The Sanders campaign swiftly fired the staffer responsible, and the DNC soon caved to outside pressure to reinstate the campaign’s access. Whether revoking access for any length of time was an appropriate penalty can be a matter of debate. I think it was entirely appropriate given that a breach was not just found, but exploited with the intention of benefiting the Sanders campaign. The DNC had no way to be sure the information obtained wouldn’t be used to the Sanders campaign’s advantage.

Did this incident damage Sanders’ chances? Given that their access was revoked for about a day–very likely not. The DNC possibly overreacted, but again, the suggestion that this incident was deliberately exploited to harm the Sanders campaign is baseless. Notably, there are no DNC communications which indicate anything of the sort.

4. DNC finance chair caught raising money for Clinton

This one is true, without qualification, and was widely reported. Not much to say except that it was in clear contravention of party rules.

5. The DNC lined up superdelegates for Clinton before first debate

This claim is nonsense for a very simple reason: superdelegates are completely unbound and uncommitted and can vote however they like at the convention, so it doesn’t really matter what they say or do beforehand. They can change their minds at any time.

The DNC shouldn’t have been bothering to line anyone up so early, in any case. Even so, this couldn’t impact the final outcome because the superdelegates would have voted for the majority candidate either way.

Let’s get to the obvious question, though: what’s up with the “impartiality” rule, anyway? Where did it come from and what does it really mean?

You can read it in the DNC charter here. I’ll quote the relevant section:

In the conduct and management of the affairs and procedures of the Democratic National Committee, particularly as they apply to the preparation and conduct of the Presidential nomination process, the Chairperson shall exercise impartiality and evenhandedness as between the Presidential candidates and campaigns. The Chairperson shall be responsible for ensuring that the national officers and staff of the Democratic National Committee maintain impartiality and evenhandedness during the Democratic Party Presidential nominating process.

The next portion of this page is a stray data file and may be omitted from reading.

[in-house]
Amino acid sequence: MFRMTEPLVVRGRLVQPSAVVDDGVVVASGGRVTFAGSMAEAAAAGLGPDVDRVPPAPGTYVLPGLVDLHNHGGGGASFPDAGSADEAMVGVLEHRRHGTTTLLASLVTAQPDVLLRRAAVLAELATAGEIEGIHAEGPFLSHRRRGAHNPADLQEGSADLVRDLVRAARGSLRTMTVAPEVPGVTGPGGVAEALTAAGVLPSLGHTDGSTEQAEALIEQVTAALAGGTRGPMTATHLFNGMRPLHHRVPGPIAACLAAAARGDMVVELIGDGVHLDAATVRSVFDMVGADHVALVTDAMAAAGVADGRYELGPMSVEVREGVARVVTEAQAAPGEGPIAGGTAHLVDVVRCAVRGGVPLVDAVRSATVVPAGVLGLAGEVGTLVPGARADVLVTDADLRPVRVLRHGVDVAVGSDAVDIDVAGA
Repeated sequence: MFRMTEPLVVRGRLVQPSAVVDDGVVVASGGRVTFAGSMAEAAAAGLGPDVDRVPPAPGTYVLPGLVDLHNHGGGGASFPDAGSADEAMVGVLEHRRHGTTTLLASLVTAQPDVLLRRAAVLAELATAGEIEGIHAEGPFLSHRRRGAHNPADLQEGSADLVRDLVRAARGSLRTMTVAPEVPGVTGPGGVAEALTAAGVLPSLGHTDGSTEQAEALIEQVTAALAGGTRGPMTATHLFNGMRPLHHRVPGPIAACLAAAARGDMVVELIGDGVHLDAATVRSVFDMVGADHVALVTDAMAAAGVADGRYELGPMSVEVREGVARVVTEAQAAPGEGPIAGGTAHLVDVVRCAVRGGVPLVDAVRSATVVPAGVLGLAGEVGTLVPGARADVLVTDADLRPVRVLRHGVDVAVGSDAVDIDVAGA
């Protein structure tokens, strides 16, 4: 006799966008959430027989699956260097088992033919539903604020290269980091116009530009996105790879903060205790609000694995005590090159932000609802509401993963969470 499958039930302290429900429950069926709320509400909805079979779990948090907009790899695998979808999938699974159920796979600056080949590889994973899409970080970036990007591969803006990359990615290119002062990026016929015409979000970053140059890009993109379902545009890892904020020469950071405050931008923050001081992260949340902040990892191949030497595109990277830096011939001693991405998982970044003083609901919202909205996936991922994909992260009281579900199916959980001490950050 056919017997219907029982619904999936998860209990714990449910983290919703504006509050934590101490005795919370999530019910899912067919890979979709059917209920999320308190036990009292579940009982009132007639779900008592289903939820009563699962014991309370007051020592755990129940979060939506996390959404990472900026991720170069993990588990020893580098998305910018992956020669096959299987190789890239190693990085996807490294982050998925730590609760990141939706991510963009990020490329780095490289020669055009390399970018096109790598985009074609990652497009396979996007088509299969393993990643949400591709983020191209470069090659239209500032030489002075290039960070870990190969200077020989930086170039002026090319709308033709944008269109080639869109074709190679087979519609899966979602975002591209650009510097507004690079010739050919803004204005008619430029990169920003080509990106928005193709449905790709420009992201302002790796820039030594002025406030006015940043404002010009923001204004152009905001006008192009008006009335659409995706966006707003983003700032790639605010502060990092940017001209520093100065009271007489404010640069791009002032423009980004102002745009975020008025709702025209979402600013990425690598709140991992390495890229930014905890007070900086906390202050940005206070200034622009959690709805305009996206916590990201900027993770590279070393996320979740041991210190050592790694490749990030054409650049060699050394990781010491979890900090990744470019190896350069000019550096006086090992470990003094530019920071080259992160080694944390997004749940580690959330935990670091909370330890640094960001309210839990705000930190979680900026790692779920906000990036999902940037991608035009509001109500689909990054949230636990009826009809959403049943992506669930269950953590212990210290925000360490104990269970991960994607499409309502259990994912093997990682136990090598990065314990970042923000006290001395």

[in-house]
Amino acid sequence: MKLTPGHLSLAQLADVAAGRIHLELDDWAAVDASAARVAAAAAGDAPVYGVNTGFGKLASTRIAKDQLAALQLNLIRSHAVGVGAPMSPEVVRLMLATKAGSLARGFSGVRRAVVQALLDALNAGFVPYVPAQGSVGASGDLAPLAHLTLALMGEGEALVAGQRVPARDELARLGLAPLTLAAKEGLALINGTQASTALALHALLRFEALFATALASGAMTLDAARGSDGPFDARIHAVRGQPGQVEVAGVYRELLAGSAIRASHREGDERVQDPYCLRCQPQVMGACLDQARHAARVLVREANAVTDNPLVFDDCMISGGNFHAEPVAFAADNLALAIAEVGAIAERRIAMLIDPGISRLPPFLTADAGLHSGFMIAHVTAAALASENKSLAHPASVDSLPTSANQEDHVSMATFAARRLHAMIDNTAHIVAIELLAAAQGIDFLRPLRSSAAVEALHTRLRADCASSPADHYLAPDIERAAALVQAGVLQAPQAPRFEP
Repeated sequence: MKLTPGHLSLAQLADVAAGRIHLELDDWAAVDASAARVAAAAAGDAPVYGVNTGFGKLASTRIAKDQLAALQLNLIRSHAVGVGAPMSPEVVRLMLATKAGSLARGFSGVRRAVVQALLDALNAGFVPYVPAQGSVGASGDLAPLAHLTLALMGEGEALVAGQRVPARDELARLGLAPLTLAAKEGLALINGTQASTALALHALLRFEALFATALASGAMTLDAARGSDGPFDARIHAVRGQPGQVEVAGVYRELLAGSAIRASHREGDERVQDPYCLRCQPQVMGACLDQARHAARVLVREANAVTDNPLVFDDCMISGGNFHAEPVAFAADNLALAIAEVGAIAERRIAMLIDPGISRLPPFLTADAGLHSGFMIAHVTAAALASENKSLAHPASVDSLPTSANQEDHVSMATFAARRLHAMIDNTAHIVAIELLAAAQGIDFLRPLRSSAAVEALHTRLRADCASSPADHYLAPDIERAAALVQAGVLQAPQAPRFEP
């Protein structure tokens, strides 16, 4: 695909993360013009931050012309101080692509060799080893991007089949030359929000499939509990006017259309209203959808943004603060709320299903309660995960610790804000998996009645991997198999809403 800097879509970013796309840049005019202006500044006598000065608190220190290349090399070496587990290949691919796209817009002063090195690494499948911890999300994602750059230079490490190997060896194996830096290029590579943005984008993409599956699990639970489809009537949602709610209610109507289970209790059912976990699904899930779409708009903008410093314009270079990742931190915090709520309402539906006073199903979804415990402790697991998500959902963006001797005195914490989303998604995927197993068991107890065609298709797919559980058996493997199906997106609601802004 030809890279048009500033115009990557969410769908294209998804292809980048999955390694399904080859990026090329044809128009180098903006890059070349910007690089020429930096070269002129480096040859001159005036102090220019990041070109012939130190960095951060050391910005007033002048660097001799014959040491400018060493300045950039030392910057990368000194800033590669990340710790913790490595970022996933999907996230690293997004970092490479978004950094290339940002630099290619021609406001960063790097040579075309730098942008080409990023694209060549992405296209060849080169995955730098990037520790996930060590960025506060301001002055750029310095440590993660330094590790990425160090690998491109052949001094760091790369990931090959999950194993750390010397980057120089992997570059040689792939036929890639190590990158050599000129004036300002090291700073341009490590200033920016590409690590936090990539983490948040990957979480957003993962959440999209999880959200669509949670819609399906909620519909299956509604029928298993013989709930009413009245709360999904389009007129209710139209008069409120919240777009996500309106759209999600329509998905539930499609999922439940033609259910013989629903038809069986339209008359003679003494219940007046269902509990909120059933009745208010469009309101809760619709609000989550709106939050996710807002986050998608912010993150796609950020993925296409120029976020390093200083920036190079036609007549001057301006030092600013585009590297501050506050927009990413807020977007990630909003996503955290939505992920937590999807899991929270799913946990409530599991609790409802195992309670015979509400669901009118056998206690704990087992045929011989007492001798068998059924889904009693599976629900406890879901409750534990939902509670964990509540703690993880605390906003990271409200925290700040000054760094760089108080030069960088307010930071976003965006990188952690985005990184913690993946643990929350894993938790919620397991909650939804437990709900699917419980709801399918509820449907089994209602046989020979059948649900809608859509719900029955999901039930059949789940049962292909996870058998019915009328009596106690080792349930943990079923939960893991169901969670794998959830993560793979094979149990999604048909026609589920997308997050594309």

Seems pretty straightforward. The rule clearly applies not just to the Chairperson (who would have been Debbie Wasserman Schultz at the time), but also the officers and staff of the national organization.

Here’s the thing about charter bylaws, though: they’re suggestions, tantamount to what you’d find in a corporate policy handbook, and enforced as such. If the Chairperson didn’t want to enforce them, the rest of the board can either move to eject her, or go along with it. By and large, they ignored the rule, and this was a mistake. Either the rule should’ve been amended out of the charter, or followed clearly. The DNC shouldn’t pretend to be impartial when it isn’t.

Does this mean the DNC stole the election for Clinton? No. This narrative is vicious in the way it implies Hillary Clinton could never have won without the party intervening on her behalf. The fact of the matter is that Clinton maintained a healthy lead throughout the primaries–a lead large enough that the party could only have manufactured it through very blatant vote rigging, and there’s no evidence of that. Clinton won because she got more votes–period.

As for Debbie Wasserman Schultz taking up an honorary co-chair position in the Clinton campaign immediately after her resignation as Chairperson: note the word “honorary.” It’s a face-saving move with no real power or influence. The optics of this are admittedly bad, but still not a sign that Clinton and the DNC colluded to ensure she won. Rather, it’s Clinton helping a disgraced friend.

By no means do I think Wasserman Schultz has been a good leader, either. Her stewardship over the DNC has been mediocre at best, with the GOP beating Democratic fundraising time after time before the Presidential season got underway. It was long past time for new leadership.

I don’t doubt that there are people who will always believe the DNC stole the election for Clinton, and used far more underhanded methods than are publicly known. The problem is a lack of evidence. I’m someone who strongly believes in evidence–if you are alleging bad behavior, you need to prove it, and not just with implications and speculation. There is certainly evidence that the DNC failed to uphold its commitment to impartiality. But did they rig the election for Clinton?

The answer to that is simple and clear: Nope.

Photo by irrational_cat